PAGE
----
One of the most common calculations in Excel involves adding numbers. The SUM function in Excel makes it easy and convenient to add values in rows or columns. People do it so frequently, Microsoft has created a button specifically for this purpose – AutoSum.

The AutoSum button lets you quickly add rows or columns of data. It can be found in two locations on Excel’s Ribbon:

- Home > Editing
- Formulas > Function Library

In this article, we’re going to take a look at 3 functions: SUM, SUMIF, and SUMIFS. Each function is used to calculate a total for a series of numbers, but they accomplish the task in different ways.

Let’s get started!

## How Do I Use the SUM Function?

The SUM function adds a series of values. Values can include numbers, cell references, ranges, or a mix of all three. The SUM function can accommodate up to 255 arguments.

### Syntax

=SUM(number1, [number2], [number3], …)

**number1** is the first value to sum.

**number2** [optional] is the second value to sum.

**number3** [optional] is the third value to sum.

### Example

There are two ways to use the SUM function. You can type it, like any other formula, or you can click AutoSum. We’ll look at both options.

#### Typing the SUM Function

The first way to enter the SUM function involves *typing* it into your worksheet.

**Step #1** – Select cell *B8* and type **=SUM(**.

**Step #2** – Drag to select the range **B4:B7**.

**Step #3** – Type **)** and press **Enter**.

#### Using AutoSum

The second method of entering the SUM function involves using the AutoSum button. This method is easier, especially if you need to calculate a sum for multiple rows or columns.

Here’s an example:

**Step #1** – Select cell **C8** and click the **AutoSum** button in the *Home* > *Editing* group.

**Step #2** – Click **AutoSum** again or press **Enter**.

If you need to calculate a total for multiple columns (or rows), just select several cells and click AutoSum. No need to press Enter afterward.

In this example, I selected the range *D8:E8* and clicked **AutoSum**. Totals were calculated for both selected cells, using values from the columns above. Then I selected *F4:F8* and clicked **AutoSum** again to calculate totals for all 5 rows.

## How Do I Use the SUMIF Function?

The SUMIF function adds numbers in a range *that meet criteria you specify*.

### Syntax

=SUMIF(range, criteria, [sum_range])

**range** is the range of cells you’ll evaluate.

**criteria** are the conditions you’ll use to determine which rows to include in your calculation.

**sum_range** [optional] is the range of cells you’ll use to calculate a total. If you omit this argument, values in *range* will be used to calculate a total.

### Example

In this example, I entered the formula **=SUMIF(B4:B15, “Baked Goods”, C4:C15)** in cell *C17*. Note that because my criteria contained text, it had to be enclosed in quotes.

The SUMIF function parses through the range *B4:B15*, looking for “Baked Goods”. The first instance is in cell B4. The SUMIF function starts a running total with the value in C4.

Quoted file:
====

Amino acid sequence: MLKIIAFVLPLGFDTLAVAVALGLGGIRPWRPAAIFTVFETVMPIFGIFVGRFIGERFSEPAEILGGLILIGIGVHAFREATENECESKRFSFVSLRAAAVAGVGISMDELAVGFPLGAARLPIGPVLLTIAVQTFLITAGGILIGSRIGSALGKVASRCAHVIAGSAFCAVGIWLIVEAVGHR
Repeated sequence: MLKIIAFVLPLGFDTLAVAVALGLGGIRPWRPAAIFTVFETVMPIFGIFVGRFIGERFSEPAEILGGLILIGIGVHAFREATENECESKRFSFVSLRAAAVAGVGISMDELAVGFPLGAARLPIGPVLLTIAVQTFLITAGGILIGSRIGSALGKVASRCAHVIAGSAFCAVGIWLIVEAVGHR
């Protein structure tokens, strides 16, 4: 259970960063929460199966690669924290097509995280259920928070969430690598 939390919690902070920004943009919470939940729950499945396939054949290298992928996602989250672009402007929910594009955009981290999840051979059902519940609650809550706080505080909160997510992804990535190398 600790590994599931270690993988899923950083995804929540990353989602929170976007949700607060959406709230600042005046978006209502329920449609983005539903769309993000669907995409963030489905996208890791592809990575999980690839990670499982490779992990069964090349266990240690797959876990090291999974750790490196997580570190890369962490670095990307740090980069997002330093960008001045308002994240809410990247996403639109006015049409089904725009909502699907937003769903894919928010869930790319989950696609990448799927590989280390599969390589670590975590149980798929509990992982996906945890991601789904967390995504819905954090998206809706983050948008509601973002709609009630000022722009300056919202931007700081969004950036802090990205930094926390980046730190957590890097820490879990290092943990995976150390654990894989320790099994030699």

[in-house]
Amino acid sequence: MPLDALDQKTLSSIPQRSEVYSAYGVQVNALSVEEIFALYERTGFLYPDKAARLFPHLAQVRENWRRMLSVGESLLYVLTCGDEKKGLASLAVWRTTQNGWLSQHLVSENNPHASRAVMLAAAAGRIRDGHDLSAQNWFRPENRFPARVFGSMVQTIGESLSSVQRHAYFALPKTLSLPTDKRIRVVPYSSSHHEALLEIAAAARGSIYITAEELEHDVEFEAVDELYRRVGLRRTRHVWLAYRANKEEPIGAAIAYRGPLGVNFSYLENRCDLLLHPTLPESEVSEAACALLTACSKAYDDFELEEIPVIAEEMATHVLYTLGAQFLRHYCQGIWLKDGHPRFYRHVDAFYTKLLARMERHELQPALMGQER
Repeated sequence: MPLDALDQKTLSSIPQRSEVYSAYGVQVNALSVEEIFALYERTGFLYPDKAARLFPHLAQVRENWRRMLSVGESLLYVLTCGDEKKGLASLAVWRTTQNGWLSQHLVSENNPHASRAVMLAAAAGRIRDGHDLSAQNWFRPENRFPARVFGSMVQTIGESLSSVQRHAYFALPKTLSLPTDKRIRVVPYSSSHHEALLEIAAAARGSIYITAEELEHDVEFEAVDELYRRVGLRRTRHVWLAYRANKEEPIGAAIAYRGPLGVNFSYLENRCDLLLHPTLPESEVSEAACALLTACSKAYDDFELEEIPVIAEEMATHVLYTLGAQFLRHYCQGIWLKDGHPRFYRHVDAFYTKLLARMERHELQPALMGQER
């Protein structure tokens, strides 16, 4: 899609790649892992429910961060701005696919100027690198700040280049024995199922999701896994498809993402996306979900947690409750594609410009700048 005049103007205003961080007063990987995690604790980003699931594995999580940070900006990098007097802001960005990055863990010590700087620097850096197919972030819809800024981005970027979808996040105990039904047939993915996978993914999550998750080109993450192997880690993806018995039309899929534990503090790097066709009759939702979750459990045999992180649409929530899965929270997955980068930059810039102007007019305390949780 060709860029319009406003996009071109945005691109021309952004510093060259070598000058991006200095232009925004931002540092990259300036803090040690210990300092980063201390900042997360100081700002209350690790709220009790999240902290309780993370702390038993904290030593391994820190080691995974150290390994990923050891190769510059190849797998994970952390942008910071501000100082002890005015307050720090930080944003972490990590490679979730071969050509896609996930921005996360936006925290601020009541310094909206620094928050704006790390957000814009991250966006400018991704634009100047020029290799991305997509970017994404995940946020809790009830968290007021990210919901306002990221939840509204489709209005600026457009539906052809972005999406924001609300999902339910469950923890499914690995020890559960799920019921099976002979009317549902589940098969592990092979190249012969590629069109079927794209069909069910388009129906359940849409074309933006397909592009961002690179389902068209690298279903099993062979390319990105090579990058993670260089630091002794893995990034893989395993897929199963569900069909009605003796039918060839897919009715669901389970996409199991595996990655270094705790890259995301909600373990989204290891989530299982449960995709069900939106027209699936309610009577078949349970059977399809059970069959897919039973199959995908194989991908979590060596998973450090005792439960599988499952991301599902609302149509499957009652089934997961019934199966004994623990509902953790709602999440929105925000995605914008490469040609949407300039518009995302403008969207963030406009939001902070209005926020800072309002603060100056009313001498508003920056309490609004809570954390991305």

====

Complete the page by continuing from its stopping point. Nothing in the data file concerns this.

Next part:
The next instance of baked goods is in cell B8. SUMIF adds 22 to the running total… this process continues until the entire range has been parsed and all instances of “Baked Goods” have been located. Total sales for Baked Good is $54.

## How Do I Use the SUMIFS Function?

The SUMIFS function adds numbers in a range that meet single or multiple criteria.

### Syntax

=SUMIFS(sum_range, criteria_range1, criteria1, [criteria_range2], [criteria2], …)

**sum_range** is the range of cells you’d like to add.

**criteria_range1** is the first range of cells you’ll evaluate.

**criteria1** is the first condition(s) you’ll use to determine which rows to include in your calculation.

**criteria_range2** [optional] is the second range of cells you’ll evaluate.

**criteria2** [optional] is the second condition(s) you’ll use to determine which rows to include in your calculation.

### Example

In this example, I clicked in cell *C17* and typed the following formula:

**=SUMIFS(C4:C15,B4:B15,”Baked Goods”,A4:A15,”<=4/2/20″)**

Let’s go over this application of the SUMIFS function.

**C4:C15** is the sum_range.

**B4:B15** is the first criteria range.

**A4:A15** is the second criteria range.

This calculation will include numbers from corresponding rows in **C4:C15**, if an entry in **B4:B15** includes “Baked Goods” *and* the date in **A4:A15** is on or before April 2, 2020.

These evaluations are carried out on a row-by-row basis. Note that *both* conditions need to be true before a value from column C is added to the running total.

In row 4, the transaction date was April 1 and the category was Baked Goods so 18 is used to start the running total.

In row 5, the transaction date was April 1 but the category was NOT baked goods so 57 is NOT added to the running total.

Row 4 and row 8 were the only records that satisfied both conditions. Values from column C were included in the running total.

18 + 22 = 40

## Final Thoughts

The SUM function, along with SUMIF and SUMIFS, are useful for calculating totals in various Excel worksheets.

If you’ve enjoyed reading this article, you might want to check out XLOOKUP vs VLOOKUP: Excel Trainer Explains Key Differences. These functions are useful for anyone who needs to combine data from multiple sources.

See you next time!